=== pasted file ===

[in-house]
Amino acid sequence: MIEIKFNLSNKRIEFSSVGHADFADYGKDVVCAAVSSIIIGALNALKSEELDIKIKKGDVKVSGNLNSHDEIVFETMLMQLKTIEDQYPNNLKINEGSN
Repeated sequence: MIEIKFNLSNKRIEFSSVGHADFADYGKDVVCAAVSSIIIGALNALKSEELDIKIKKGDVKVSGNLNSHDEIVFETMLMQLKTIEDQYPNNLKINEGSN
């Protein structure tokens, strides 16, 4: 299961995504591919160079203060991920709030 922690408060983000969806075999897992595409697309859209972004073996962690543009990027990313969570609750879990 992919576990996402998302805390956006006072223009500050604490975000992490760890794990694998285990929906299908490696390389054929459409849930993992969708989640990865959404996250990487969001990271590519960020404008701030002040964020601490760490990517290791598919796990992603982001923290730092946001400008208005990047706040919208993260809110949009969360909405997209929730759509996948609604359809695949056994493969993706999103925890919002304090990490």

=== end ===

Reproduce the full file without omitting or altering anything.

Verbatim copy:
[in-house]
Amino acid sequence: MIEIKFNLSNKRIEFSSVGHADFADYGKDVVCAAVSSIIIGALNALKSEELDIKIKKGDVKVSGNLNSHDEIVFETMLMQLKTIEDQYPNNLKINEGSN
Repeated sequence: MIEIKFNLSNKRIEFSSVGHADFADYGKDVVCAAVSSIIIGALNALKSEELDIKIKKGDVKVSGNLNSHDEIVFETMLMQLKTIEDQYPNNLKINEGSN
């Protein structure tokens, strides 16, 4: 299961995504591919160079203060991920709030 922690408060983000969806075999897992595409697309859209972004073996962690543009990027990313969570609750879990 992919576990996402998302805390956006006072223009500050604490975000992490760890794990694998285990929906299908490696390389054929459409849930993992969708989640990865959404996250990487969001990271590519960020404008701030002040964020601490760490990517290791598919796990992603982001923290730092946001400008208005990047706040919208993260809110949009969360909405997209929730759509996948609604359809695949056994493969993706999103925890919002304090990490």